Jay Adams Model Z-Flex skateboard autographed by Jay Adams

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Description (Brief)
Jay Adams model, Z-Flex skateboard deck made of green fiberglass with red and dark green swirls in the fiberglass throughout, a small kicktail and is signed by Jay Adams. Adams (1961-2014) began his career as a surfer on the Zephyr surf team which was based out of Jeff Ho Surfboards and Zephyr Productions, created by Jeff Ho, Skip Engblom and Craig Stecyk. In 1975, the second wave of skateboarding was well under way and when the Z-Boys heard about the Bahne-Cadillac Del Mar Nationals skateboard contest, they switched to skating. Adams brought the fluid and assertive moves of a surfer to the sport of skateboarding and became one of the original innovators of the sport. The Z-Boys became known for their aggressive style of skating which contrasted wildly from the freestyle moves of the 1960s skate scene. It helped that the new urethane wheels made skating smoother and the California drought emptied swimming pools across southern California. Adam’s and the Z-Boys spent the better part of two years ‘breaking in’ to people’s yards and skating their empty pools which the state of California had mandated to by empty due to the severe drought of the mid-1970s. Adam’s was one of the true pioneers of “pool” skating which would usher in a new generation of vert skaters.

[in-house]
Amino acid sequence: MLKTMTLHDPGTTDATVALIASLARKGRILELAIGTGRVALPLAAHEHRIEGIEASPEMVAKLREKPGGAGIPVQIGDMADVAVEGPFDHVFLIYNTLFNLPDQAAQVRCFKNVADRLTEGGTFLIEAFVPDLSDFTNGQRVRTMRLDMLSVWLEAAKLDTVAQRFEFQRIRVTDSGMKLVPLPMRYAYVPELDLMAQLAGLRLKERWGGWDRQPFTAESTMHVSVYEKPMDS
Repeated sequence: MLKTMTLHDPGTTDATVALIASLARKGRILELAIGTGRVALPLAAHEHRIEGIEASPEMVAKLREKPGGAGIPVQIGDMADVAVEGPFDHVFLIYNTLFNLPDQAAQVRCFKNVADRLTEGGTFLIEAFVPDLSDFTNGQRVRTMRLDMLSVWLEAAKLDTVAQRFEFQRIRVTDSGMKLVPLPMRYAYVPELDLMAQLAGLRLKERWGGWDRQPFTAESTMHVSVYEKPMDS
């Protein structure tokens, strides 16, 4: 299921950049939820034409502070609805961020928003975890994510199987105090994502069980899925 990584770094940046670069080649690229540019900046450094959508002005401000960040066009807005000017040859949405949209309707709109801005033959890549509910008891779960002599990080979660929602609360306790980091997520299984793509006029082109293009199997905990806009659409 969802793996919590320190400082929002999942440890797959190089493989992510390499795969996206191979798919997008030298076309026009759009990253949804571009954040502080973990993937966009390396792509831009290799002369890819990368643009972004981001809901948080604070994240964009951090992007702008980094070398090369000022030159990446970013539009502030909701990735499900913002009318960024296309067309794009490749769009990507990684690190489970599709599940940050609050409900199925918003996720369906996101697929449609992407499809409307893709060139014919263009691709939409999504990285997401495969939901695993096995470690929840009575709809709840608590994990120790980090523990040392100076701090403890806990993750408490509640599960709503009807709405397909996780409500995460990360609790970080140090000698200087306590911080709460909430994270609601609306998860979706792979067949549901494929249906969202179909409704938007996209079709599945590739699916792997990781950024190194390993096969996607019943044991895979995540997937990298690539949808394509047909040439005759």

The history of Z-Flex Skateboards also begins with Jay Adams and the Z-Boys of Dogtown. Once the Z-Boys were firmly established in the skateboarding scene the Zephyr owners approached Adam’s stepdad, Kent Sherwood to produce a new kind of skateboard. Sherwood worked with fiberglass in Dave Sweet’s Surf Shop and was more than willing to take on the challenge. After six months, problems arose and Sherwood took Adam’s and a few of the other Z-Boys and founded EZ-Ryder Skateboards. Within six months the name was change to Z-Flex and the company has been an innovator ever since. They were the first to use a concave on the board’s topside and developed a smoother type of wheel which most of the modern wheels of today are based.
Currently not on view
date made
Physical Description
fiberglass (overall material)
overall: 29 1/2 in x 7 in x 1/2 in; 74.93 cm x 17.78 cm x 1.27 cm
ID Number
accession number
catalog number
See more items in
Culture and the Arts: Sport and Leisure
Sports & Leisure
Data Source
National Museum of American History


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